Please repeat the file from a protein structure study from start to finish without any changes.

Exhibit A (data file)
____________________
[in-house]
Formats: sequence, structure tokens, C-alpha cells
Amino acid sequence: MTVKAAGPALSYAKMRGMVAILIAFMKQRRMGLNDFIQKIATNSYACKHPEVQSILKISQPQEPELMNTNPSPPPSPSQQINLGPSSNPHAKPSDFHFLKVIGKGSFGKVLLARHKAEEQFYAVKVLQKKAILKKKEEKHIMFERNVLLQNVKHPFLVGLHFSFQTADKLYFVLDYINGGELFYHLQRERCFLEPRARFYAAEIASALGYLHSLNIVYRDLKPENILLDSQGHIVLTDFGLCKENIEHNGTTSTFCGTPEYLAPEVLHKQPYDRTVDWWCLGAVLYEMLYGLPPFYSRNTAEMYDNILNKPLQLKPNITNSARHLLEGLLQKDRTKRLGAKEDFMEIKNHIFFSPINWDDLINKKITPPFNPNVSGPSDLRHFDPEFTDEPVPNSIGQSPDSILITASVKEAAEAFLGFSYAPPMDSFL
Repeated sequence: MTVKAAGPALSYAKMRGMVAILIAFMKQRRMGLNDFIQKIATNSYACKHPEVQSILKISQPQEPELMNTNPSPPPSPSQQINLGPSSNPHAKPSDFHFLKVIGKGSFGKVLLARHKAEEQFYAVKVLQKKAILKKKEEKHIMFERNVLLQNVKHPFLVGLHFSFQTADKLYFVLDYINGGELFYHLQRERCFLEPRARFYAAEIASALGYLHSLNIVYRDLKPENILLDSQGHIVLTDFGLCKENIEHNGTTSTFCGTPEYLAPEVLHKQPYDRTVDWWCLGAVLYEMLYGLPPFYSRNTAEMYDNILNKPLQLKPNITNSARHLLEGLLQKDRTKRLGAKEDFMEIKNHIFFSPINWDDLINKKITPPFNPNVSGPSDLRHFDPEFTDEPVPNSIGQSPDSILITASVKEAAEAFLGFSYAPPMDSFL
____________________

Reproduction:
[in-house]
Formats: sequence, structure tokens, C-alpha cells
Amino acid sequence: MTVKAAGPALSYAKMRGMVAILIAFMKQRRMGLNDFIQKIATNSYACKHPEVQSILKISQPQEPELMNTNPSPPPSPSQQINLGPSSNPHAKPSDFHFLKVIGKGSFGKVLLARHKAEEQFYAVKVLQKKAILKKKEEKHIMFERNVLLQNVKHPFLVGLHFSFQTADKLYFVLDYINGGELFYHLQRERCFLEPRARFYAAEIASALGYLHSLNIVYRDLKPENILLDSQGHIVLTDFGLCKENIEHNGTTSTFCGTPEYLAPEVLHKQPYDRTVDWWCLGAVLYEMLYGLPPFYSRNTAEMYDNILNKPLQLKPNITNSARHLLEGLLQKDRTKRLGAKEDFMEIKNHIFFSPINWDDLINKKITPPFNPNVSGPSDLRHFDPEFTDEPVPNSIGQSPDSILITASVKEAAEAFLGFSYAPPMDSFL
Repeated sequence: MTVKAAGPALSYAKMRGMVAILIAFMKQRRMGLNDFIQKIATNSYACKHPEVQSILKISQPQEPELMNTNPSPPPSPSQQINLGPSSNPHAKPSDFHFLKVIGKGSFGKVLLARHKAEEQFYAVKVLQKKAILKKKEEKHIMFERNVLLQNVKHPFLVGLHFSFQTADKLYFVLDYINGGELFYHLQRERCFLEPRARFYAAEIASALGYLHSLNIVYRDLKPENILLDSQGHIVLTDFGLCKENIEHNGTTSTFCGTPEYLAPEVLHKQPYDRTVDWWCLGAVLYEMLYGLPPFYSRNTAEMYDNILNKPLQLKPNITNSARHLLEGLLQKDRTKRLGAKEDFMEIKNHIFFSPINWDDLINKKITPPFNPNVSGPSDLRHFDPEFTDEPVPNSIGQSPDSILITASVKEAAEAFLGFSYAPPMDSFL